Thanks to a strong Melbourne property market at the moment, not a lot of properties are being passed in. In fact many are achieving sale prices well in excess of reserve thanks to vibrant buyer demand.
However, if the property you are interested in does happen to pass in at auction, how do you set yourself up to be included in the post-auction negotiation process?
There are two possible scenarios:
1. The property passes in to the highest bidder
2. The property passes in on a vendor bid
The starting point of the answer is found in rule #7 of the rules for the conduct of public auctions, published in schedules one to four of the
Sale of Land Regulations 2005.
Rule seven states: ‘If a reserve price has been set for the property and the property is passed in below that reserve price, the vendor will first negotiate with the highest bidder for the purchase of the property’.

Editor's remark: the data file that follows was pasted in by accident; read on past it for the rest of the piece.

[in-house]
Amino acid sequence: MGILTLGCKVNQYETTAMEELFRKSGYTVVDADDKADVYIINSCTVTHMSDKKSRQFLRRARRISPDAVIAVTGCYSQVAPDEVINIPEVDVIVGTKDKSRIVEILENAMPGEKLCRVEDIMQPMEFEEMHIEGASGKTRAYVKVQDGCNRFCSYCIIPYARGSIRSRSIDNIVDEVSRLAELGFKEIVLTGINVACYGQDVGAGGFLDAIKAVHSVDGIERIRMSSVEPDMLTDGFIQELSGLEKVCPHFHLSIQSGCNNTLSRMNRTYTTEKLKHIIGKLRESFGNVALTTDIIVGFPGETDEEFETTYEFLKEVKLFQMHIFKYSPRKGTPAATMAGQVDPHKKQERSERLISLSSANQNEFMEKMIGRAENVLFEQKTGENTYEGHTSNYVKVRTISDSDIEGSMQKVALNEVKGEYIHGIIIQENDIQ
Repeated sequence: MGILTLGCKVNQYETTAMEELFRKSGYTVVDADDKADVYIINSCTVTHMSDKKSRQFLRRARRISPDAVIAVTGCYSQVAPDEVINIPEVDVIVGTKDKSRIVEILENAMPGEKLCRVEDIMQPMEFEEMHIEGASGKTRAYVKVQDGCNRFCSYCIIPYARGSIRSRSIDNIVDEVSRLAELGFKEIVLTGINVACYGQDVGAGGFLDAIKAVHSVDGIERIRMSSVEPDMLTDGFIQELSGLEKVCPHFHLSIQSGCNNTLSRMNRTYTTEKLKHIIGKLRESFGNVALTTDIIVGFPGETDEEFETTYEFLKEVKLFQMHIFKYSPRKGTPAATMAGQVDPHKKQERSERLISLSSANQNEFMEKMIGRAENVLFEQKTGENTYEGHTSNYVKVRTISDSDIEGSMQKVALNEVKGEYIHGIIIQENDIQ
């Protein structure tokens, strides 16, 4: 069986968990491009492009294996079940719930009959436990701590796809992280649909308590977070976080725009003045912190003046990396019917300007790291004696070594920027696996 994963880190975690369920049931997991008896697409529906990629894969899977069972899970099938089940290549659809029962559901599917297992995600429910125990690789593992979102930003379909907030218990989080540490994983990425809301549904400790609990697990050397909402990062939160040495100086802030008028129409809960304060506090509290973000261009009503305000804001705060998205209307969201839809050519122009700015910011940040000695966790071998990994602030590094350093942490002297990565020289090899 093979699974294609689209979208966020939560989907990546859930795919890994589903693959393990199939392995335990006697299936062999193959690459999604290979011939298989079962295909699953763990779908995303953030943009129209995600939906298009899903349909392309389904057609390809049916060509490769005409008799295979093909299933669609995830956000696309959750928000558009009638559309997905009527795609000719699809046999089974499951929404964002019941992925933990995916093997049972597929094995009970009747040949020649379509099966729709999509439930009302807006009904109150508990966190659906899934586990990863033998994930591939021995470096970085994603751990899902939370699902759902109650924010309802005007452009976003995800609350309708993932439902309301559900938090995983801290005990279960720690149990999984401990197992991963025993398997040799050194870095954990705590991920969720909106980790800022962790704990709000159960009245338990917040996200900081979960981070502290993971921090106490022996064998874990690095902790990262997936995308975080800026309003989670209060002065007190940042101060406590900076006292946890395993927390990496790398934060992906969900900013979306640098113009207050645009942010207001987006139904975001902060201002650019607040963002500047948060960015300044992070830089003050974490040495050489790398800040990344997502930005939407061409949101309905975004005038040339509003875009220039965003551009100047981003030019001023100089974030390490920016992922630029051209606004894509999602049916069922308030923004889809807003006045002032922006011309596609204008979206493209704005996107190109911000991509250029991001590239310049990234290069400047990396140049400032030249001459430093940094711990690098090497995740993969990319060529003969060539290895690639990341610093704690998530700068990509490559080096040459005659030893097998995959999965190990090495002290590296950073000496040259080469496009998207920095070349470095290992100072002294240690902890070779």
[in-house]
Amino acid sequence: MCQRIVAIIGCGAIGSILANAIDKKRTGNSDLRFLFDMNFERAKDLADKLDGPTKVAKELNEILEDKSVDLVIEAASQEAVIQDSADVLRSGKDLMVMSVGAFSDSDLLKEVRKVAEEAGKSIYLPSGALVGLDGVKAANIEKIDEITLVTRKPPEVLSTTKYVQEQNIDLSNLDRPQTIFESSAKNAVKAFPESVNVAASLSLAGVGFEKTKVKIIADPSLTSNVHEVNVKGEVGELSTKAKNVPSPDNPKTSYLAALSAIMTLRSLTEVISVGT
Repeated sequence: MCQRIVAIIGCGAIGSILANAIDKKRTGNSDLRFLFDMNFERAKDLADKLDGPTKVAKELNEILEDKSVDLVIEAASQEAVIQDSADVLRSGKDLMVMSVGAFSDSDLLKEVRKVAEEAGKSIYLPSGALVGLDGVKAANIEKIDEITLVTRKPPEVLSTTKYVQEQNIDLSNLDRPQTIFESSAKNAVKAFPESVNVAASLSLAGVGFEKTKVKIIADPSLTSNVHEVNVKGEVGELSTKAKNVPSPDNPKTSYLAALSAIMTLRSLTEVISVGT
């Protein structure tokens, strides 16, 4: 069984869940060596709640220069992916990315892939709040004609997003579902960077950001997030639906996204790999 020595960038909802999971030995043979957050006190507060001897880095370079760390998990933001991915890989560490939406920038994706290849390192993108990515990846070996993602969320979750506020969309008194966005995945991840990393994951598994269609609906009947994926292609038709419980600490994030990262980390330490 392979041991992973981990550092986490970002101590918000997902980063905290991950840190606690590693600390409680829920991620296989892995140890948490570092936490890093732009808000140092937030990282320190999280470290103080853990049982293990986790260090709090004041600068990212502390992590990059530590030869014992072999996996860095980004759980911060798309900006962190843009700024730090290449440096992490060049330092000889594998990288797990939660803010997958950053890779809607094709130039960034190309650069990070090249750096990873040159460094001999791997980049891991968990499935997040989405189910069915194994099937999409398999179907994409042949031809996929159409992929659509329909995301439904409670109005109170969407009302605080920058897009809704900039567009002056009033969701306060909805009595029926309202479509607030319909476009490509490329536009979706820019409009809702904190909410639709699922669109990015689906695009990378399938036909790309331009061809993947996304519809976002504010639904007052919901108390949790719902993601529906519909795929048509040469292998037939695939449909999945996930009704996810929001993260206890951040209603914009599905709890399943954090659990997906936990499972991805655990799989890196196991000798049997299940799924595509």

You will see immediately there are some prerequisites to be answered. Has a reserve been set and has there been a pass-in below it?
If the answer to both is yes, then the highest bidder is the first person allowed to negotiate with the vendor, after a property is passed in.
If, however, the pass-in occurs on a vendor bid what is the position?
A vendor bid is a legitimate bid, but obviously this does not set up the negotiation process. In this instance, it is most likely that negotiations would proceed with the person who made the highest bid prior to the final vendor bid that closed the auction. This is in line with the intent of rule #7 mentioned above.
However, this does not preclude anyone else becoming involved, so always ensure that you have made you interest clear to the auctioneer or real estate agency staff at the conclusion of the auction to ensure you are placed well for post-auction negotiations. Ensure you gain an understanding, if possible, of the vendor’s reserve price so you can estimate how far off you are from making a successful offer. If a property has been passed in, you are obviously in a commanding position to negotiate the best price. Finally, regardless of how negotiations ensue, always have a maximum price and stick to it!